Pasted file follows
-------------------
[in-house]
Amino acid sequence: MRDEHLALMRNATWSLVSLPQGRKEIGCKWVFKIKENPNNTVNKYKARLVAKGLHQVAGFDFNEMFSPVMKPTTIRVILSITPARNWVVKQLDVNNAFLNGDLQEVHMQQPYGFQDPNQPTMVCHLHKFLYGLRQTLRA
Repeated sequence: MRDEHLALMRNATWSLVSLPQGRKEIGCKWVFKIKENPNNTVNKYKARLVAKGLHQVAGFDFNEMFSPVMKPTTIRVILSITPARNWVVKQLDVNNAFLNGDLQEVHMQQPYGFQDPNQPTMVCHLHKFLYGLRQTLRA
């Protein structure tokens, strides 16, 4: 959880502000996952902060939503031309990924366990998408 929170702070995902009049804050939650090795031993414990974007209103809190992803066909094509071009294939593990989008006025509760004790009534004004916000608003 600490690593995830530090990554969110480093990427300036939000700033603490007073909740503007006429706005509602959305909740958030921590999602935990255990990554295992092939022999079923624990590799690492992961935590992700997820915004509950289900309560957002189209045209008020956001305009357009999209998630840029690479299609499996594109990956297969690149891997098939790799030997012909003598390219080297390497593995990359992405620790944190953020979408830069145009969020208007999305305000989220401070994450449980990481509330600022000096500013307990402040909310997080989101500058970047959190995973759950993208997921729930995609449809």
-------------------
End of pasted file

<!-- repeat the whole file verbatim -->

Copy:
[in-house]
Amino acid sequence: MRDEHLALMRNATWSLVSLPQGRKEIGCKWVFKIKENPNNTVNKYKARLVAKGLHQVAGFDFNEMFSPVMKPTTIRVILSITPARNWVVKQLDVNNAFLNGDLQEVHMQQPYGFQDPNQPTMVCHLHKFLYGLRQTLRA
Repeated sequence: MRDEHLALMRNATWSLVSLPQGRKEIGCKWVFKIKENPNNTVNKYKARLVAKGLHQVAGFDFNEMFSPVMKPTTIRVILSITPARNWVVKQLDVNNAFLNGDLQEVHMQQPYGFQDPNQPTMVCHLHKFLYGLRQTLRA
């Protein structure tokens, strides 16, 4: 959880502000996952902060939503031309990924366990998408 929170702070995902009049804050939650090795031993414990974007209103809190992803066909094509071009294939593990989008006025509760004790009534004004916000608003 600490690593995830530090990554969110480093990427300036939000700033603490007073909740503007006429706005509602959305909740958030921590999602935990255990990554295992092939022999079923624990590799690492992961935590992700997820915004509950289900309560957002189209045209008020956001305009357009999209998630840029690479299609499996594109990956297969690149891997098939790799030997012909003598390219080297390497593995990359992405620790944190953020979408830069145009969020208007999305305000989220401070994450449980990481509330600022000096500013307990402040909310997080989101500058970047959190995973759950993208997921729930995609449809």